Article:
Grilling and pan-frying are among the most common methods of cooking in households. However, the two are distinct cooking methods in many aspects.
Both are versatile cooking methods that cook a wide variety of foods and results in different tastes.
Is pan-frying the same as grilling?Grilling is not the same as pan-frying. Grilling entails placing foods on a griddle/ grill pan to cook over direct or indirect heat. On the other hand, pan-frying entails cooking foods with scalding oil or fat.
This article focuses on differentiating these two cooking methods. It also answers relatable questions.
What is Grilling?
Grilling is a form of cooking that uses dry heat to cook food surfaces from below. Usually, the heating is through thermal radiation.
The grilling temperatures have to be around 250 to 500 degrees F to enhance fast cooking. However, the optimum temperature for grilling is 310 degrees F.
So, is grilling the same as barbecue?
No, these are two different cooking methods. Barbecuing entails cooking foods slowly and for extended periods on low heat, while grilling is fast cooking food over high heat.
Food is cooked for specific minutes on one side and flipped to cook the other side for a similar period.
What is Pan-frying?
Pan-frying entails cooking using minimal edible cooking oils on a heated pan. Fats and other soluble fats can be used.
Examples of commonly used oils are coconut oils, olive oils, vegetable oils, mustard oils, etc. Usually, the oils are first preheated, and then food is added to cook for a short period.
Cooking is a result of high heat conducted by the frying pans. Consequently, pan-fried food is crispy with an excellent aroma.
Grilling vs. Pan-frying: Differences
Grilled food has a smoky flavor and a crispy texture with char marks. On the other hand, pan-fried food tend to retain their original taste and crisp texture. However, pan-fried foods might also end up with a greasy texture.
Grilling utilizes direct heat (for the conventional grills) or indirect heat (electric grills and grill pans). In contrast, pan-frying uses a cooking medium such as hot cooking oil.
Grilling drains excess fats from cooked foods while pan-frying increases grease and fats since you’ve used oils for cooking.
Pan-frying is a more convenient method of cooking than grilling. You can pan-fry anytime in the comfort of your kitchen, while grilling might require you to do it outdoors unless you’re using indoor electric grills. Grilling is more of outdoor activity while pan-frying is mostly done indoors.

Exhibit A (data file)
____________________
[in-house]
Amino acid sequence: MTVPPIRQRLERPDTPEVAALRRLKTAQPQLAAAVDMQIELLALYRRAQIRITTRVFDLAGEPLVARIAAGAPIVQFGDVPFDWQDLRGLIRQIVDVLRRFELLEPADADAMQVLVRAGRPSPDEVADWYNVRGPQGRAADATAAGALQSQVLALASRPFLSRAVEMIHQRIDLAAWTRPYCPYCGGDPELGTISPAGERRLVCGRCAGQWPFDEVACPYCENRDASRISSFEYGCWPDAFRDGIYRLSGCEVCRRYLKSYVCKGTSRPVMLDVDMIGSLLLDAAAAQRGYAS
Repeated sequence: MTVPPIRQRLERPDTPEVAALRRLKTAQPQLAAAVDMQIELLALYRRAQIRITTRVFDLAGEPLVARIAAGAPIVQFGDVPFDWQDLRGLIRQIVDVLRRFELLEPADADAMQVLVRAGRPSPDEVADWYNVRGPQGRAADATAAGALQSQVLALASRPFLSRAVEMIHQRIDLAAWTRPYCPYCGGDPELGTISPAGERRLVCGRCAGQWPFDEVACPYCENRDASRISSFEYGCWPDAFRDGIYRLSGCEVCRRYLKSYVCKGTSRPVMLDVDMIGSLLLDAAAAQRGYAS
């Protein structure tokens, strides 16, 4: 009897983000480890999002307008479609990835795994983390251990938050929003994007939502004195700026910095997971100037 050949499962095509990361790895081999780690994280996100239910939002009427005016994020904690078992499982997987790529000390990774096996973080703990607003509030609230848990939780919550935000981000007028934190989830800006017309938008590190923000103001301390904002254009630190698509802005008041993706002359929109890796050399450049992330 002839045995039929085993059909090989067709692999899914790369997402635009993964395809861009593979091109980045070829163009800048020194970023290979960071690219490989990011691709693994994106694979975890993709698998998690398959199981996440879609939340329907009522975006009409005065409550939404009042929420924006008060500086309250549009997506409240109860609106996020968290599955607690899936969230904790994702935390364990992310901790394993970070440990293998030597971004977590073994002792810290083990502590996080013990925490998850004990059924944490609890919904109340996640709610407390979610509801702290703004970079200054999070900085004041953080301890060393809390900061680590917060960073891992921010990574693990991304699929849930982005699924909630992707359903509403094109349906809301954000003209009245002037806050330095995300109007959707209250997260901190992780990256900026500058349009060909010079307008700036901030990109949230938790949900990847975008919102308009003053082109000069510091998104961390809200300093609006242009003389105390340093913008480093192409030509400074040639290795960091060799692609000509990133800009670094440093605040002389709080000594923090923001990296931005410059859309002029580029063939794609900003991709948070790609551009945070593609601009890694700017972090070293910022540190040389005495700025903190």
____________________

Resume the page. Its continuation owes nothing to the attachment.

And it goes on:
Grilling is an older method of cooking that was highly used even before civilization. It came after the domestication of fire, i.e., about 500,000 years ago. Pan-frying came later, about 4000 years ago.
FAQs: Grilling vs. Pan-frying
Can I pan fry instead of a grill?
Choosing the exact method of cooking between grilling and pan-frying depends on the type of food you want to cook.
A grill pan, an electric grill, or a stovetop grill have raised ridges on their cooking surfaces, while a frying pan has a flat cooking surface. Therefore, some foods cooked in a frying pan cannot be cooked on a grill or a grill pan.
For instance, you can cook eggs and pancakes on a frying pan but not on a grill. Conversely, grilled steak or vegetables have a better flavor than pan-fried ones due to caramelized exterior of foods.
Is grilling healthier than pan-frying?
Grilling is among the alternatives to healthy cooking. But why? It does not involve the use of fats and oils like frying does.
In contrast, pan-frying entails using additional oils for cooking, thus increasing the fat content in foods. But then pan-frying is healthier than deep-frying that involves completely dipping foods in oils.
However, when such excess fat is consumed, it increases blood cholesterol levels, thus increasing health risks to your body.
Additionally, the raised ridges on grills and grill pans allow excess fats and juices from the food to drip down, thus leaving your proteins with fewer fats.
Is steak on a grill healthy?
Grilled steak is healthy and tasty: it has lower fats and calories since excess fats drip down when cooking. However, it may contribute to cancer risks due to the polycyclic aromatic hydrocarbons (PAH).
These chemical components are formed when muscle meat is cooked at high temperatures and on open flames, producing smoke as a result of fats dripping on the fire.